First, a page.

A 20-year-old Bronx bodega worker was shot dead by police as he tried to leave the building during an armed robbery Friday morning in what police said they believe was an accident, authorities said.
Reynaldo Cuevas, the owner's nephew, saw an opportunity to escape and fled through the back of Natalie Grocery Store on East 168th Street. Cuevas followed the store's night manager out of the building and ran “full speed” into a police officer who was waiting with his gun drawn, officers said.
“The two became entangled, at which point, we believe, the officer accidentally discharged his weapon,” Police Commissioner Ray Kelly said.
Cuevas was shot in the left shoulder. He later died at the hospital.
Prosecutors said they have filed murder charges against the three men who took part in the armed robbery.
Family members described Cuevas as a quiet man who hoped to one day bring his daughter to the U.S. from the Dominican Republic.
“He worked to send money to the Dominican Republic,” said his aunt, Maria Rodriguez, 49. “He was working to save money to send his daughter over here. He said, ‘Ok, I wont go to school. I want to send my daughter to the United States.'"
Rodriguez said she and her son run a store about a block away. She said she was stunned to hear the police were involved in her nephew’s death.
(Photo: Reynaldo Cuevas, 20, was shot and killed by a police officer outside the bodega where he worked. His aunt, Maria Rodriguez, 49, and cousin, Mickey Rodriguez, 25, mourned his death. Kathleen Horan/WNYC)
“I have a lot of police friends who come here all the time, ‘Hello. Give me a cup of coffee.’ We had a good relationship between the police,” she said, “and us and look now. They shot my nephew for nothing, no reason.”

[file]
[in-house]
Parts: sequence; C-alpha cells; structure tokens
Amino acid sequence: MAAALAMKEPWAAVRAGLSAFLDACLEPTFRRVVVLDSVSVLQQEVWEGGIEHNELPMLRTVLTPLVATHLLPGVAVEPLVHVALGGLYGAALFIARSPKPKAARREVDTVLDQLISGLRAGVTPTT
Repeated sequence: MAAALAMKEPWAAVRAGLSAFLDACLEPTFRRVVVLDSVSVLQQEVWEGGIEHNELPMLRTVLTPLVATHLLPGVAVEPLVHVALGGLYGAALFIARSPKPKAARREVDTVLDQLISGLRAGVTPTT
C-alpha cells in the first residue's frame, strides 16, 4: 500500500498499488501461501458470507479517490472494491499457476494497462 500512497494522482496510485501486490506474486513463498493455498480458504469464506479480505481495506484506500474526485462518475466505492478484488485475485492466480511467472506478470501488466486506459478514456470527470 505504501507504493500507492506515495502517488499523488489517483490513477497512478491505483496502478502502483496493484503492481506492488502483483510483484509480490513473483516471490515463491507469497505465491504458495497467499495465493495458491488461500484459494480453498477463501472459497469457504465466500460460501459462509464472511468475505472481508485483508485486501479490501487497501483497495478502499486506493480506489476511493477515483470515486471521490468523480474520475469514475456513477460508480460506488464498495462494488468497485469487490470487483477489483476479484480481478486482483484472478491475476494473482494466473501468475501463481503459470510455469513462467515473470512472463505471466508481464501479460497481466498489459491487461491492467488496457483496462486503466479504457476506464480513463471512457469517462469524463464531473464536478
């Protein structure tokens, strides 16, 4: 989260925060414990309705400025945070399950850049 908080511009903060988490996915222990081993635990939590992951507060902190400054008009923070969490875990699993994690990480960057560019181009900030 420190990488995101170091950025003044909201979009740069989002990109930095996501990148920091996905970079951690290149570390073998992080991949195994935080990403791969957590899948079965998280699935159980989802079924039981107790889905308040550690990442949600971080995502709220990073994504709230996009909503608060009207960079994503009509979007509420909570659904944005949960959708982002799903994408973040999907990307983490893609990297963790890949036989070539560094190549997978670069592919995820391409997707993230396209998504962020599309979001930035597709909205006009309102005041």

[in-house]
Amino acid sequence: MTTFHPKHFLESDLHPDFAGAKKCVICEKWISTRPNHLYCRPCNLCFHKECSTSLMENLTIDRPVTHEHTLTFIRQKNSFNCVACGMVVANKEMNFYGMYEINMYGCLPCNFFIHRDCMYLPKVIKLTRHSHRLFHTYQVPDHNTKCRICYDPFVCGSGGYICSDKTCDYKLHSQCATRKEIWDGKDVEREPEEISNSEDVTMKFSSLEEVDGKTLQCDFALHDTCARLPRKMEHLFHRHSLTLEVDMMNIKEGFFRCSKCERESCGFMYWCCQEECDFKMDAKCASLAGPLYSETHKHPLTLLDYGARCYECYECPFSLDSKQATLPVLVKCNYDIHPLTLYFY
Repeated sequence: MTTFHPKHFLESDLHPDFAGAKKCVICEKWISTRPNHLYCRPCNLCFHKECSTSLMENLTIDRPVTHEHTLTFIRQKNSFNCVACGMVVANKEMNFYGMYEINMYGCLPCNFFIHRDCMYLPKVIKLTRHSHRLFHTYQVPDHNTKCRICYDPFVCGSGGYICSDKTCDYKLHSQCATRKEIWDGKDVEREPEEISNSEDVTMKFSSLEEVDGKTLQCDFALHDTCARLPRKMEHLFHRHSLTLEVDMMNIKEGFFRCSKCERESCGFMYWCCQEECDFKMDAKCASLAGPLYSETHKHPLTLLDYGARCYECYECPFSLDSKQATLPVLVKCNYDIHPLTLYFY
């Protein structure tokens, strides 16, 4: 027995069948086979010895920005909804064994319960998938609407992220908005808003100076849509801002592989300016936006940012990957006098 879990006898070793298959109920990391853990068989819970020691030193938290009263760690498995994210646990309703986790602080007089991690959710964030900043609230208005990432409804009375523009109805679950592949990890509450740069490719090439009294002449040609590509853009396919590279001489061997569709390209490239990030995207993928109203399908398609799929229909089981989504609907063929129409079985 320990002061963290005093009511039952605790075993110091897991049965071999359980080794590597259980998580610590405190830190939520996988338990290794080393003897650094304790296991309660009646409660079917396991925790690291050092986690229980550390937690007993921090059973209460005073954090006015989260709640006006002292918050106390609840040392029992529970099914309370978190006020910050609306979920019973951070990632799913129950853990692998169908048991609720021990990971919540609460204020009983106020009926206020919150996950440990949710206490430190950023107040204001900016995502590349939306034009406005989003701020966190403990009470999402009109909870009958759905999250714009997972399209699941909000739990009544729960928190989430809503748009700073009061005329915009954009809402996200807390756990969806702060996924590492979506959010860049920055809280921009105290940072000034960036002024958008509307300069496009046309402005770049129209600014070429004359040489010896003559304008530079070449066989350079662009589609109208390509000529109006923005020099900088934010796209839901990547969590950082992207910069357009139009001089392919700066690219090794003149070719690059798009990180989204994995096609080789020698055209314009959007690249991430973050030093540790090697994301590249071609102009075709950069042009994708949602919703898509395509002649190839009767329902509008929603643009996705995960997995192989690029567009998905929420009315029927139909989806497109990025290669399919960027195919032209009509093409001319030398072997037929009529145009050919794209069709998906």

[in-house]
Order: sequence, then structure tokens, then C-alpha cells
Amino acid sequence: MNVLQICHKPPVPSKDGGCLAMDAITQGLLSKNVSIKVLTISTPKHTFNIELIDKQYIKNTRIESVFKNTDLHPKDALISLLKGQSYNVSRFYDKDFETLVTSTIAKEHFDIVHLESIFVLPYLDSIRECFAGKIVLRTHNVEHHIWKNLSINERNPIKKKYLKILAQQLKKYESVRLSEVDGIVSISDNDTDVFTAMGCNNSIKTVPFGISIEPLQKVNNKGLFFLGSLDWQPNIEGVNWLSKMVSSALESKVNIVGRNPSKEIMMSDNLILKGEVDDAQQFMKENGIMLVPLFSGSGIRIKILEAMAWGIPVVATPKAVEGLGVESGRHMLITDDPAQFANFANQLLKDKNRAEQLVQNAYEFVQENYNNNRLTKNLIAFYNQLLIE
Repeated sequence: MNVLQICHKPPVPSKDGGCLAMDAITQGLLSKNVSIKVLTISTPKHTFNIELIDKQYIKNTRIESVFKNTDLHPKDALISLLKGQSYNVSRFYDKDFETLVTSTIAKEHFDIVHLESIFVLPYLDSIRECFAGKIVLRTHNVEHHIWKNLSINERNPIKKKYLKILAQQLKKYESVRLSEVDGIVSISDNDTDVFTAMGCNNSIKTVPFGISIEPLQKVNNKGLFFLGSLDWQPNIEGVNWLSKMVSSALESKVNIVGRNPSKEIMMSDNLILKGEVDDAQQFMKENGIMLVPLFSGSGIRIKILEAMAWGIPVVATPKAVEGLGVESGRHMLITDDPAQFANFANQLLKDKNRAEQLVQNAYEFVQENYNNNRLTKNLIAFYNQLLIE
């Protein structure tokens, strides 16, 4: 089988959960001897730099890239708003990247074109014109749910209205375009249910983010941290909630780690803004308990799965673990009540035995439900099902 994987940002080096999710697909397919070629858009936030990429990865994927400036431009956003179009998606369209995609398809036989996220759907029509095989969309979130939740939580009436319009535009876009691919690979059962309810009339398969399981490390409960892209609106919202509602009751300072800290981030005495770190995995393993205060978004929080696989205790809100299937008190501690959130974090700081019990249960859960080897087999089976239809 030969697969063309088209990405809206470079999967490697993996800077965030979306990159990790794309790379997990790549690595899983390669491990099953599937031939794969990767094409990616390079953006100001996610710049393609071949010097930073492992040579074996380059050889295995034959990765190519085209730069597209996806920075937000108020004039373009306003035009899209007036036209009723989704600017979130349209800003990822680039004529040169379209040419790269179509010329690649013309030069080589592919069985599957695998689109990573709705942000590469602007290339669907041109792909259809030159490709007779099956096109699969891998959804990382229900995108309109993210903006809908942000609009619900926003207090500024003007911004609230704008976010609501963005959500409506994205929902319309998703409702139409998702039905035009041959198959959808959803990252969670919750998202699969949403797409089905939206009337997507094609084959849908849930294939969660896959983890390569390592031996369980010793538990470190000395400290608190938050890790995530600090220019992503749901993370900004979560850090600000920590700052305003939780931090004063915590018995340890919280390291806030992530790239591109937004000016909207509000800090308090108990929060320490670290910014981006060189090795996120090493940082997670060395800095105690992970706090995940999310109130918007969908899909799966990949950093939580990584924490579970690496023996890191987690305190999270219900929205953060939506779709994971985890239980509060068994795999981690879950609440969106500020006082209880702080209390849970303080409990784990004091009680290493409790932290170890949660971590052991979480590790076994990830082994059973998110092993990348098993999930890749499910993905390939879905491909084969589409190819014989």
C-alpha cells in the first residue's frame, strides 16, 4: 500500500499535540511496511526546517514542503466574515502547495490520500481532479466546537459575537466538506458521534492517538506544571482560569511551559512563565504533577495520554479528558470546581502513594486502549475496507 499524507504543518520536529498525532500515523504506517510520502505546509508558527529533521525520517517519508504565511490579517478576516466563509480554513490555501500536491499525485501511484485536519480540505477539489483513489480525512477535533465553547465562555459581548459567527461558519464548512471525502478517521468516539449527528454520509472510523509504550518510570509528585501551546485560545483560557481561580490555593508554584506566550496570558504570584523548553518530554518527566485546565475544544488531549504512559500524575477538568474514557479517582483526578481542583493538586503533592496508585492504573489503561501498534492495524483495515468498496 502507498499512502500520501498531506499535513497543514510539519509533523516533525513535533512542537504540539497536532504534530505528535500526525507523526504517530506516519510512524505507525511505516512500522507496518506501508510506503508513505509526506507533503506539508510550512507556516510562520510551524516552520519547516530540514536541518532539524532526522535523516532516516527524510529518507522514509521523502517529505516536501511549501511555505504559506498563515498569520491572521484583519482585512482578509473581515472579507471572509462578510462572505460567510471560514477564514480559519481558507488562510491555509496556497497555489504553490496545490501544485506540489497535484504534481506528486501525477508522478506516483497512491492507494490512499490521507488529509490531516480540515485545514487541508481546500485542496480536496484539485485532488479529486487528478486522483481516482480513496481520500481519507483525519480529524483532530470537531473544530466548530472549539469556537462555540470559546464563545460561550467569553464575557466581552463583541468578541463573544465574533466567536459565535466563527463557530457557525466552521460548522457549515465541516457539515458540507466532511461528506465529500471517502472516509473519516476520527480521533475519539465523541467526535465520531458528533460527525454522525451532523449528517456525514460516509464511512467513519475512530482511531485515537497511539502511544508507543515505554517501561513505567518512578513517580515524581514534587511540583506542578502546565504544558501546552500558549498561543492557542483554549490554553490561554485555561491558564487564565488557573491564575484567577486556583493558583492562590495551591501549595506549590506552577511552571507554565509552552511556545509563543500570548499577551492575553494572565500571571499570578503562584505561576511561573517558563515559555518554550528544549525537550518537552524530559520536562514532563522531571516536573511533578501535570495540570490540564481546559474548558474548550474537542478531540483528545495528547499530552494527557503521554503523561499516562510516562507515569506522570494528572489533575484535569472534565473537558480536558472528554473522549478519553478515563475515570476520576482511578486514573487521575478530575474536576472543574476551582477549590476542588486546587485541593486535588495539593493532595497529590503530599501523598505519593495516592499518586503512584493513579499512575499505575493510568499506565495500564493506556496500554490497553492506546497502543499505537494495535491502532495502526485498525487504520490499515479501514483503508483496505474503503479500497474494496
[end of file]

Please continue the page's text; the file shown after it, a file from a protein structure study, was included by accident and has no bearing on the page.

Cuevas’ cousin, Mickey, 25, said he was with him all day yesterday until 10:30 p.m. The next time he saw him was at St. Barnabus Hospital – when his cousin was already dead.
"We always knew there was a risk of working late because there were a lot of criminals out there and stuff — but we never thought it would happen because it was right there on our block,” he said. “Everybody knows us here, so who would want to do harm to us?”
David Boehm, COO of Security USA and a 20-year veteran of the NYPD, echoed the police commissioner's statement that the officer appeared to follow procedure based on surveillance video of the incident.
"People are calling for additional training for the police officers, there's really no way to train for this type of situation," he said. "Someone coming into you or running into you when you have your firearm out. It's just a horrible incident."
Morrisania residents spent much of the afternoon on Friday outside talking in small groups discussing the killing of their local clerk. A young man they said was well liked.
Deierdre Stokes, 50, stood on her apartment stoop located a half block away from where Cuevas was killed. She said she heard sirens last night but was shocked when she learned what actually happened.
“Officers are supposed to be protecting us and they are killing us — and how are you going to tell his mother that you’re sorry?”
The shooting occurred at about 2 a.m. after officers received a report of a holdup. When they arrived, they spotted an armed man and two others holding the bodega's manager and the worker down on the floor at gunpoint, police said.
Two of the robbers, after realizing that police had arrived, fled to the back of the store, allowing the victims to break free, police said.
One of the suspects immediately surrendered.
The two others remained inside the store during a standoff with officers. One of the two emerged around 5 a.m., claiming to be a victim. Police found the second man tied up inside as part of the ruse, cops said.
A .32-caliber handgun, a backpack contained $700 in cash, cigarettes and scratch-off lottery tickets were found in the store.
A police vehicle responding to the situation was struck by a SUV a few blocks away. The officer had serious - but not life-threatening - injuries.
Luis Ducasse, executive director of the Bodega Association, said the police are supposed to protect workers and that they fear for their safety every day.
"Criminals kill bodega owners. We go to the police to get help," he said, "The people who are supposed to protect us are the police."
Kathleen Horan is a staff reporter for New York Public Radio, covering the criminal justice beat. She also reports 'Reset', an ongoing series documenting police-community relations in Bedford Stuyvesant, Brooklyn.
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